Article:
A community mourn the loss of life that was tragically taken too soon, in a place where they could be free.

Pulse Nightclub in Orlando, Florida made headlines across the world in the early hours of Sunday morning at the hands of an individual who could not tolerate the difference in humanity. 49 individuals came to dance, sing, and laugh and be amongst family. Instead, their final thoughts were desperation and fear as one man with an assault rifle and handgun made American History as the worst terror attack since 9/11.

Across the globe, hundreds of thousands responded in solidarity by holding hands and sharing a thought to those lost. Old Compton Street in Soho, London saw thousandsof people gather to mourn and reflect on the crime committed. Yet it only made the front page of one national newspaper.

As the impending Brexit vote hangs in the air, the UK prepares to take potentially one of the biggest steps in recent history, yet the nation failed to acknowledge another substantial step back for the LGBTQ community earlier this month.

On June 3rd, Britain’s only Domestic Violence charity tailored for the LGBTQ community collapsed and entered liquidation.




Despite reports back in April suggesting that trouble lay ahead for the Manchester based charity, a grant from the Government allowed only two months of work to continue before they were forced to close their doors for good.

At the sight of the Soho Vigil, the voice of the community is certainly not diminishing – so why is the community’s footprint being made smaller?

There is a hope that London will continue to show the world how diverse and open the city is.  Within days of being the leader of London, Mayor Sadiq Khan erected the PRIDE flag outside his office, in plain sight for all to see – a first for the city.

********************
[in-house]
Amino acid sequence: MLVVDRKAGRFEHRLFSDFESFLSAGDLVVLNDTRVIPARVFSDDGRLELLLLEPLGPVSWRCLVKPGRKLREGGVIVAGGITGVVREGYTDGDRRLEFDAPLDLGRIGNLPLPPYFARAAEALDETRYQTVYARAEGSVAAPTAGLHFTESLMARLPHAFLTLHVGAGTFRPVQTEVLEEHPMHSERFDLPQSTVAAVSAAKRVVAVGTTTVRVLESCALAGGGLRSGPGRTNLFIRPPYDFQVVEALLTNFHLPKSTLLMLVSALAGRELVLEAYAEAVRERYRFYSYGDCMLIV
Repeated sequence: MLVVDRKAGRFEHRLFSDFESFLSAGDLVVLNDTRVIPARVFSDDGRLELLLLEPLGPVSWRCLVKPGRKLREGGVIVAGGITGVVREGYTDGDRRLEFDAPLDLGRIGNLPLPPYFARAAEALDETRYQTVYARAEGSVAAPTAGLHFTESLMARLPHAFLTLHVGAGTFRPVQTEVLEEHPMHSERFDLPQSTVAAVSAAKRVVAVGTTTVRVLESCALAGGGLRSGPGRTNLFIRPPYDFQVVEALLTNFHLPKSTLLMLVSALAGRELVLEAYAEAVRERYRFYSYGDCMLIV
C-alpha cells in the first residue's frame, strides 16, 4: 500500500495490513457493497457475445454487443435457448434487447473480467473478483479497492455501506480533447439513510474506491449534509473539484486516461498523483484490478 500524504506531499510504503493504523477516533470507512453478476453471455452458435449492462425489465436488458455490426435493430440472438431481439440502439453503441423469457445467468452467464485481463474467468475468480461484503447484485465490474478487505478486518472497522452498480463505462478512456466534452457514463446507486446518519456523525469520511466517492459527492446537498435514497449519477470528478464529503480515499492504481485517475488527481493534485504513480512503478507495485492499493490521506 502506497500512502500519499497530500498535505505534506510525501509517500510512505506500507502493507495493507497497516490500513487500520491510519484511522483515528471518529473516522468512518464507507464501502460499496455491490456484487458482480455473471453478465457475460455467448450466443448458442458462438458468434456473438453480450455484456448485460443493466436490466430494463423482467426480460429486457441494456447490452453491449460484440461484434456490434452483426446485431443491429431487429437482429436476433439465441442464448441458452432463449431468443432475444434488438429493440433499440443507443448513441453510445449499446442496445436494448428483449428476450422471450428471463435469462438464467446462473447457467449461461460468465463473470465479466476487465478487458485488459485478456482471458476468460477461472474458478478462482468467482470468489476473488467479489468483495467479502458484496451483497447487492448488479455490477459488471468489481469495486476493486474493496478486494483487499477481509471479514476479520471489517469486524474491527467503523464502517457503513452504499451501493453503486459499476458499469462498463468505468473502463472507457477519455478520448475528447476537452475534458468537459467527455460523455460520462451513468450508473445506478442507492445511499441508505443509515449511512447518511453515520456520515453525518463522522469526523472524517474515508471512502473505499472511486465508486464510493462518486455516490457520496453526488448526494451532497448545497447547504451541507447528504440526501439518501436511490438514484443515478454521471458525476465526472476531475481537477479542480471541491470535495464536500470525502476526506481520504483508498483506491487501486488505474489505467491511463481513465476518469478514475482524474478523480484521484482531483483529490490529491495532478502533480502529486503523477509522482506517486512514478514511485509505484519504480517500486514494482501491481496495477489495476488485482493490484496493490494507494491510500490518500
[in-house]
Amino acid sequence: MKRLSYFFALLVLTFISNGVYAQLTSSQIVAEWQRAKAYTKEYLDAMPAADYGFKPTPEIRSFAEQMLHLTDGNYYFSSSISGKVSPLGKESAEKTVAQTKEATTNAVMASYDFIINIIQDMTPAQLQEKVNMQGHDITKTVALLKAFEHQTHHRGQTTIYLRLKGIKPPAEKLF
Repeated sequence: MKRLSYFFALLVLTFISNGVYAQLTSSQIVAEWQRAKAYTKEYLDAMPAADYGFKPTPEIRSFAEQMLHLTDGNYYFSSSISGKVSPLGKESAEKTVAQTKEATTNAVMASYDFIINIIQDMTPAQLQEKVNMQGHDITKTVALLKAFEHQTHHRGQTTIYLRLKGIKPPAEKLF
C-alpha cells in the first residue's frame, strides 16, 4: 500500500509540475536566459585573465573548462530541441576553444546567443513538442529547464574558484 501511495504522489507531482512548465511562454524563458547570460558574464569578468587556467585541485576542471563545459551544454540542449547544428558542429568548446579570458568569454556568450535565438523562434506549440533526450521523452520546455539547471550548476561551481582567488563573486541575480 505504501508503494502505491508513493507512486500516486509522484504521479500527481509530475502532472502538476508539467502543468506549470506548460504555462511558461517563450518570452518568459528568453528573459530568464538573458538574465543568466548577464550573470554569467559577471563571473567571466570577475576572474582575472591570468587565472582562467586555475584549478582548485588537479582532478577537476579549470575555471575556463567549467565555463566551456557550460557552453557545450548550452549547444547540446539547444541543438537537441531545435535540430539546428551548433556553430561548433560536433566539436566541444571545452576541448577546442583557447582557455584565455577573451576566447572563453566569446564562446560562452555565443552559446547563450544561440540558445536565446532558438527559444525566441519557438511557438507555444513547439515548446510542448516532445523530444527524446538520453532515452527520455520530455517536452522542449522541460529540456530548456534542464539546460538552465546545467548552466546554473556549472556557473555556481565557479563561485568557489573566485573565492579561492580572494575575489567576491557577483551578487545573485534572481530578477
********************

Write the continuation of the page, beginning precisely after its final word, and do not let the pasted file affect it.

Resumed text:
pride flag

Photo Credit: Rachel Megawhat / Breitbart London


And soon London will see more rainbows as PRIDE season begins – across the UK and the rest of the world; a celebration bringing with it an array of colour, music, creativity to shine and of course – pride. The voices of those marching and joining in with the festivities this year need to be louder than ever.

News that the community does not have a designated charity to help them when they may be at the most challenging part of their life is incredibly sad – but it’s not the end of the road.

The silver lining is Broken Rainbow’s helpline has been taken over by Galop – the UKs LGBT anti-violence charity who for 34 years has offered advice and support to people who have experienced biphobia, homophobia, transphobia, sexual violence or domestic abuse.

Nik Noone, Galop’s Chief Executive said: “This is a vital service and it is important that those experiencing domestic violence in our communities have somewhere to turn when they need support. Galop has worked with all parties to make sure that support continues and there is no disruption to the delivery of this key service.”


If you feel you need to talk to someone about domestic abuse or sexual violence contact Galop on their new helpline.

Number of the Helpline – 0300 999 5428 or 0800 9995428

Opening Times:

10am – 8pm Monday
10am – 5pm Tuesday
10am – 5pm Wednesday
10am – 8pm Thursday
1pm – 5pm Friday
(1pm – 5pm Tuesday is trans specific service).

If you are in immediate danger, call 999.


Self Contained Strap


Learn more about Galop




Find out how you can get involved in UK SAYS NO MORE, the nationwide campaign seeking to end domestic violence and sexual assault.

Hestia and UK SAYS NO MORE - Logos Joined

Learn About These Issues   Types of Abuse  Support Available

London’s LGBTQ Community Unites in Solidarity with Orlando